Ernesto Crivelli, Ruud A. de Mooij, J. E. J. De Vrijer, Mr. Shafik Hebous, and Mr. Alexander D Klemm
This paper aims to contribute to the European policy debate on corporate income tax reform in three ways. First, it takes a step back to review the performance of the CIT in Europe over the past several decades and the important role played by MNEs in European economies. Second, it analyses corporate tax spillovers in Europe with a focus on the channels and magnitudes of both profit shifting and CIT competition. Third, the paper examines the progress made in European CIT coordination and discusses reforms to strengthen the harmonization of corporate tax policies, in order to effectively reduce both tax competition and profit shifting.
International Monetary Fund. Monetary and Capital Markets Department
The current report finds that short-term risks to global financial stability have abated since April 2016, but that medium-term risks continue to build. Financial institutions in advanced economies face a number of cyclical and structural challenges and need to adapt to low growth and low interest rates, as well as to an evolving market and regulatory environment. Weak profitability could erode banks’ buffers over time and undermine their ability to support growth. A cyclical recovery will not resolve the problem of low profitability. More deep-rooted reforms and systemic management are needed, especially for European banks. The solvency of many life insurance companies and pension funds is threatened by a prolonged period of low interest rates. Corporate leverage in emerging market economies remains elevated in some countries, but the current favorable external environment presents an opportunity for overly indebted firms to restructure their balance sheets. The political climate is unsettled in many countries. A lack of income growth and a rise in inequality have opened the door for populist, inward-looking policies. These factors make it even harder to tackle legacy problems and further expose economies and markets to shocks. A potent and more balanced policy mix is needed to deliver a stronger path for growth and financial stability, and avoid slipping into a state of financial and economic stagnation. The report also examines how the rise of nonbank financing has altered the impact of monetary policy and finds that fears of a decline in the effectiveness of monetary policy are unfounded. It appears that the transmission of monetary policy is, if anything, stronger in economies with larger nonbank financial sectors. Finally, the report examines the link between corporate governance, investor protection, and financial stability in emerging market economies. It finds that the improvements over the past two decades have helped bolster the resilience of their financial systems. These benefits strengthen the case for further reform.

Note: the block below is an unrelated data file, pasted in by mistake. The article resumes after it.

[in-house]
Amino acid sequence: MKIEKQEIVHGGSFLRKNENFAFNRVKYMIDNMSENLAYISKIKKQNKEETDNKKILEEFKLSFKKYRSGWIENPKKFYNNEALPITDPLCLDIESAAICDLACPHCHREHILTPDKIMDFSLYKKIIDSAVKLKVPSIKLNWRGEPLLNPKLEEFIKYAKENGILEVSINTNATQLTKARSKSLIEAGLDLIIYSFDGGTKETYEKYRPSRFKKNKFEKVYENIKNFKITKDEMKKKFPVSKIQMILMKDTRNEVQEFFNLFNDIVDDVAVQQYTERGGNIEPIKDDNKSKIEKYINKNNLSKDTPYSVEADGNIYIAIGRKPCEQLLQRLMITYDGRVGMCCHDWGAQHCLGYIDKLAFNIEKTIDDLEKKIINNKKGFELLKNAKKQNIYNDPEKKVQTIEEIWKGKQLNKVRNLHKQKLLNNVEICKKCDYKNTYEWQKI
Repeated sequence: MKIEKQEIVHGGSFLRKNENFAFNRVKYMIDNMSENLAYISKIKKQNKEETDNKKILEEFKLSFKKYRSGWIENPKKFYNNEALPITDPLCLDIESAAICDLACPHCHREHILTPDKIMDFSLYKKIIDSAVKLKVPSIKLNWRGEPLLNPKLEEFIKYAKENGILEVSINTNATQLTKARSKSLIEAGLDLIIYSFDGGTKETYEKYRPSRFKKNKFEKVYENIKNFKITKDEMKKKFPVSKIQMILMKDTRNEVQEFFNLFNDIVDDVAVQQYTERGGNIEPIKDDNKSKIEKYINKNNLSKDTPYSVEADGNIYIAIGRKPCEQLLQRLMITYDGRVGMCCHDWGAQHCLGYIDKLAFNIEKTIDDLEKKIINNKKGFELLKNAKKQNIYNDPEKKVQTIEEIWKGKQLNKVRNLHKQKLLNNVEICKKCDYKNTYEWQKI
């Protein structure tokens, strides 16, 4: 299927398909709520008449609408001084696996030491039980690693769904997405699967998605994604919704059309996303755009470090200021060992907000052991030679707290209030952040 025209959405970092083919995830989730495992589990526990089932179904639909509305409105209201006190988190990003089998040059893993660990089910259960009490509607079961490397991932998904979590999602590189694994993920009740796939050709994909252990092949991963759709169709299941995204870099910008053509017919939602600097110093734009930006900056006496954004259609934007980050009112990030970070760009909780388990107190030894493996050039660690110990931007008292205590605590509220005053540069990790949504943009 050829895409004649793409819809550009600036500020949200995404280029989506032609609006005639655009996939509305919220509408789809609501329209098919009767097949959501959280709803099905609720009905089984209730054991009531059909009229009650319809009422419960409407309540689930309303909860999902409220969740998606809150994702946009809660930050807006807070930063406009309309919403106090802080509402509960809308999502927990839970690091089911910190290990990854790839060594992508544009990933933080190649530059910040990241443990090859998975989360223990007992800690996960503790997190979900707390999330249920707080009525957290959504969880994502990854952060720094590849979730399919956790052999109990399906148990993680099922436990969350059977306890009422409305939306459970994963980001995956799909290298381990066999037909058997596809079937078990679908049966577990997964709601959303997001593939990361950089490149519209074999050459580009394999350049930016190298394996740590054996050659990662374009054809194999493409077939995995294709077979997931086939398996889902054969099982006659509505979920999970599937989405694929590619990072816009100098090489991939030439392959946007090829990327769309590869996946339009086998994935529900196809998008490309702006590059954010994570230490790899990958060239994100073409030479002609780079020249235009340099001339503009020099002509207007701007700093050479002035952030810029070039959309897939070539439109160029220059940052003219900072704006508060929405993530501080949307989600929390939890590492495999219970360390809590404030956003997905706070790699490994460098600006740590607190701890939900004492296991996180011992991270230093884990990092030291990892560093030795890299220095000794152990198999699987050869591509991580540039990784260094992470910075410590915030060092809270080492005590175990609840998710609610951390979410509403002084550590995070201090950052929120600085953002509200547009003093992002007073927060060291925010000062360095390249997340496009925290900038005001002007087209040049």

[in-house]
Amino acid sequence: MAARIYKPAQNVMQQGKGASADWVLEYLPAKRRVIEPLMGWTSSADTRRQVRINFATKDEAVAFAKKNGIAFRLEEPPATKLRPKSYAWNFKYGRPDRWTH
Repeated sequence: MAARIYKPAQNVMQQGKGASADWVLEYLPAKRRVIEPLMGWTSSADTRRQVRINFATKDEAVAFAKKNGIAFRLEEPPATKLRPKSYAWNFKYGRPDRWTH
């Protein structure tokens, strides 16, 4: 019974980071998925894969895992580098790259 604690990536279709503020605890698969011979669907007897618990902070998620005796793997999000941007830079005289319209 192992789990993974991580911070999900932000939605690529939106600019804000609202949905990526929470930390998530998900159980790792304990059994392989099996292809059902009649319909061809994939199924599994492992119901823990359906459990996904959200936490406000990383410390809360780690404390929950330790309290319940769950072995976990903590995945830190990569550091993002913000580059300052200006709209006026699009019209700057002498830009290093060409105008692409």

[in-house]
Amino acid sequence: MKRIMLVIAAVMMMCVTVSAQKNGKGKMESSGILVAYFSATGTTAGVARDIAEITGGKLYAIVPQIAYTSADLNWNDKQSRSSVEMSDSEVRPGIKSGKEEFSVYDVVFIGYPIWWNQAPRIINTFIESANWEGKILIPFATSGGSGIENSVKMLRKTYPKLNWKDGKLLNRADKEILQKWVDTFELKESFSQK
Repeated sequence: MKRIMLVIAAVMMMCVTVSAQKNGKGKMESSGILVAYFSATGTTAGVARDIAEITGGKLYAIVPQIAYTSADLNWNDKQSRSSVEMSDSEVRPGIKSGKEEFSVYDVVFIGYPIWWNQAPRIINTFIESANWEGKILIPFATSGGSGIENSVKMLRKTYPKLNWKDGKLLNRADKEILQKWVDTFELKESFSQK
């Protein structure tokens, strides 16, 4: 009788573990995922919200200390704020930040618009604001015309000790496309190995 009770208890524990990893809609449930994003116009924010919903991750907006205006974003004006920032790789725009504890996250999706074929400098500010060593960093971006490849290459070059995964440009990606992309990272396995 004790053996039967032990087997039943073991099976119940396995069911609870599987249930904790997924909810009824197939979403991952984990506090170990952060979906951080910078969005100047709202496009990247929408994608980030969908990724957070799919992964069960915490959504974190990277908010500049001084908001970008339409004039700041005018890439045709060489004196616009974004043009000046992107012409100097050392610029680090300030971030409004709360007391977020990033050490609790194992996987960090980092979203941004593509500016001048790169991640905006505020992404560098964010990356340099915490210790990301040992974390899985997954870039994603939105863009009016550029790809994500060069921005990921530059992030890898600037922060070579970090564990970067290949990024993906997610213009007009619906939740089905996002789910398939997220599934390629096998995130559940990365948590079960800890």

Assessing financial systems' stability has required the IMF to dig deeper into financial sector issues and to include financial integrity elements in its assessments. Integrity elements are increasingly being addressed by international standards. More progress is needed, however, to prepare a comprehensive framework to prevent the abuse of the financial systems by both outsiders and insiders.
This paper presents a Detailed Assessment of the Isle of Man’s (IOM) observance of the Insurance Core Principles. Regulation has been strengthened since the 2003 Offshore Financial Center assessment. The Insurance and Pension Authority has been putting in place Memorandums of Understanding with home regulators and is exchanging information extensively. After rapid growth in 2005 and 2006, new business volumes and investment performance have been adversely affected by weaker global equity markets. The number of captives established in the IOM has fallen, reflecting competition from jurisdictions within the European Union.